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HIV/Aids

23 April 2018

Women at greater risk of getting HIV/AIDS

More women than men are now HIV-positive. In South Africa, HIV prevalence in women aged 15-24 is nearly four times greater than men of that age.

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This is partly because women usually become infected at a younger age than men. In Africa, many young women have sexual relations with older men who are more likely to be HIV-positive, with the result that far more young women than young men get infected.

HIV is also more common in women because they’re at higher risk of infection. The reasons are both physical and socio-cultural.

Sex carries a higher infection risk
Heterosexual intercourse carries a higher risk of infection for women.

During sex, semen enters the vagina, where it can stay for several hours, increasing the risk of infection. The virus enters the bloodstream via tiny sores that form in the sensitive lining of the vagina during intercourse.

Certain sexual practices between men and women, such as dry sex (a common practice in South Africa, where the vagina is dried out to increase pleasure for the partner) and anal sex, carry an even greater risk of HIV because they cause more severe vaginal or anal abrasions.

Unequal power relations
Unequal power relations between men and women, particularly when negotiating sexual relations, increases women’s vulnerability. 

In South Africa, and throughout Africa, male-dominated culture socialises men to feel that they’re superior to women, that they should control them, and that women should be submissive. Women’s inferior status means that they often have little or no power to negotiate safer sex.

Physical and sexual violence against women, a major problem in South Africa, is closely linked to the male-dominated nature of society. Sexuality is one of the most common areas in which men exert power over women through violence: women may be beaten for refusing a sexual advance, wanting to end a relationship, or having or being suspected of having other partners.

Many men still don’t want to use condoms, and some become violent to force women to have unprotected sex. Women may not even raise the issue of safer sex for fear of a violent response.
Gender-based violence is attributable to an estimated 20-25% of new HIV infections in young women. 

Lack of economic power
Lack of economic power often results in women being dependent on their male partners for basic needs for themselves and their children, especially where state support is lacking.

This dependence means women are often not able to question or challenge their male partners for fear of being denied financial support. 

Many women feel they can’t risk losing their partners by refusing to have sex, even if it’s unsafe, and fear not being able to survive financially should they themselves leave an abusive relationship. 

Studies show that women who are economically independent are far less likely to be abused by male partners. Preventing women from working is a fairly common act of abuse by men, and one that increases women’s economic dependence and reduces their ability to resist other abusive acts.

High incidence of rape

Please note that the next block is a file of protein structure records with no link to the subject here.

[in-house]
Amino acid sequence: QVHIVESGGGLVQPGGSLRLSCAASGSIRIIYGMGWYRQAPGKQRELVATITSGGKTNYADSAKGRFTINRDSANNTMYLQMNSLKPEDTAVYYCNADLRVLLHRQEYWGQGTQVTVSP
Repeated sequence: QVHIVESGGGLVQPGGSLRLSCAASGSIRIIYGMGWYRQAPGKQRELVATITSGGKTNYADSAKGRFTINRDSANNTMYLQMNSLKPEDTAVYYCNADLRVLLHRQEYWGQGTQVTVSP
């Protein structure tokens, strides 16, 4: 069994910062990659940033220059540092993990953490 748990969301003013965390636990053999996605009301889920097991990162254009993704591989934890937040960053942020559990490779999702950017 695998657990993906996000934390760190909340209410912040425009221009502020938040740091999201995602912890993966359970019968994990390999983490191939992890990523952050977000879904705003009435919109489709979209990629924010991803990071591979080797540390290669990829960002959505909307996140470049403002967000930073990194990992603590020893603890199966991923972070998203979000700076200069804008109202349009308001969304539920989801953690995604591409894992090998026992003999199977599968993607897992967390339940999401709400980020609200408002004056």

South Africa has the highest rape statistics in the world, with an estimated 147 women raped every day.

In the past, rape survivors risked unwanted pregnancy and other sexually transmitted infections; now they also risk being infected with HIV.

The risk of HIV transmission through rape is higher than through consensual sex, and much higher if there’s associated trauma (injury). Forced sex frequently causes abrasions to the vagina, and this increases the rate of infection.

When virgins and children are raped, the trauma is even more severe, and risk of infection even greater.

Although violence against women occurs throughout society, the most affected groups include working class and poor African communities, as women in these areas have less access to financial resources and limited means to secure legal rights. 

Female sex workers are another group of women at high risk of physical and sexual violence.
Women who have been sexually abused are more likely to risk unsafe sex, have multiple partners, and trade sex for money or drugs.

Men who are violent to their partners are also more likely to have STIs. All these factors place women who suffer sexual violence at higher risk of HIV infection.

Lack of education
Many women lack access to accurate, relevant information on HIV/AIDS and sexuality, and are therefore unaware of the risks. 

Women have high rates of illiteracy in Africa, and many girls don’t complete basic education. Also, women may be unaware of risks because their time is taken up with tending the home, and they have limited links with the outside world. 

Some men isolate their female partners by preventing them from seeing family and friends, speaking to other men, or working.

Migratory labour practices
Migratory labour practices put rural women at risk.

Men who work as migrant labourers frequently become infected at their place of work, and then carry the infection back to their wives or partners at home.

Reviewed by Dr Pooja Balani, MBBS (UK). Medical Technical Advisor at the Southern African HIV Clinicians Society. March 2018.

 

Ask the Expert

HIV/Aids expert

Dr Sindisiwe van Zyl qualified at the University of Pretoria in 2005. She is a patients' rights activist and loves using social media to teach about HIV. She is in private practice in Johannesburg.

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